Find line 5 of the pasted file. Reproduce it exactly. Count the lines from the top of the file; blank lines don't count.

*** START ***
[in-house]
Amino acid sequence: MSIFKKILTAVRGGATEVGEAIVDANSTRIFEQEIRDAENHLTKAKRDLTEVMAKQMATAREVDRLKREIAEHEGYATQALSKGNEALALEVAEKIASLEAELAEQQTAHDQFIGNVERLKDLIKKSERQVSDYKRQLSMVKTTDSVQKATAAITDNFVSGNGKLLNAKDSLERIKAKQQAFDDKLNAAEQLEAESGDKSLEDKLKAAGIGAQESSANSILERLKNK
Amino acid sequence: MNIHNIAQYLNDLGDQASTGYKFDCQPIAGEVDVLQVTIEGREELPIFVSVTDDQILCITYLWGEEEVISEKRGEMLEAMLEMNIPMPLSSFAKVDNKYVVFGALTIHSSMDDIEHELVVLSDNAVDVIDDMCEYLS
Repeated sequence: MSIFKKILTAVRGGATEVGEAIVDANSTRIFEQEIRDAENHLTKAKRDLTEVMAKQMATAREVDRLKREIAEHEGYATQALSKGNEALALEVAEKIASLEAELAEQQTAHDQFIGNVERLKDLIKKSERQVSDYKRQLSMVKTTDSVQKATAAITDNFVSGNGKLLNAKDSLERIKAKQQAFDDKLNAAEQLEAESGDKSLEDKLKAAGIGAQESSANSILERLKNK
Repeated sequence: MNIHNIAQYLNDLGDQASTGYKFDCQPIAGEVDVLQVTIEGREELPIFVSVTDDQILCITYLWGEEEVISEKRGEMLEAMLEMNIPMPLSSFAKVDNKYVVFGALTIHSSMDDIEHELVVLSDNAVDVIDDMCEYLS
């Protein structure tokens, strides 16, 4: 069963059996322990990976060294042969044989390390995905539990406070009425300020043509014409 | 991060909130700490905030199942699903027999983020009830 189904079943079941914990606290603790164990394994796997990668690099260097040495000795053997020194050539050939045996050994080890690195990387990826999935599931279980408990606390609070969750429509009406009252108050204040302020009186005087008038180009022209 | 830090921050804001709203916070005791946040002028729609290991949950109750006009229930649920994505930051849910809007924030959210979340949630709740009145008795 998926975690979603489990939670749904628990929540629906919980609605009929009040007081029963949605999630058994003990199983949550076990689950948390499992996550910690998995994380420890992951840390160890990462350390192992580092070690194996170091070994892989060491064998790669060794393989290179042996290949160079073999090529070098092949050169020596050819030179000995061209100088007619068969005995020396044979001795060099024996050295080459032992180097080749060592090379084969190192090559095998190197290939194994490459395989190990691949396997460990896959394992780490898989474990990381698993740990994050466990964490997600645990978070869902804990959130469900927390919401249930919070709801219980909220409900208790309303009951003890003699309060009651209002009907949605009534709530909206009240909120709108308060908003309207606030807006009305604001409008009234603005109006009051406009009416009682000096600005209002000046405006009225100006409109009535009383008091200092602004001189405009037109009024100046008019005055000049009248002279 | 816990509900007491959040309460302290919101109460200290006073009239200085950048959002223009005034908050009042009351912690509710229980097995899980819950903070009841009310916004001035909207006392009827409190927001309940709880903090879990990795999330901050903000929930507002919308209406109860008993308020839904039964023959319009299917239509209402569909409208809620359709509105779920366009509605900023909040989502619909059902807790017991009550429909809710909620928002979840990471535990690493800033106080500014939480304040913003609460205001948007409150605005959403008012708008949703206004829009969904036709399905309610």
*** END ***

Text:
Repeated sequence: MNIHNIAQYLNDLGDQASTGYKFDCQPIAGEVDVLQVTIEGREELPIFVSVTDDQILCITYLWGEEEVISEKRGEMLEAMLEMNIPMPLSSFAKVDNKYVVFGALTIHSSMDDIEHELVVLSDNAVDVIDDMCEYLS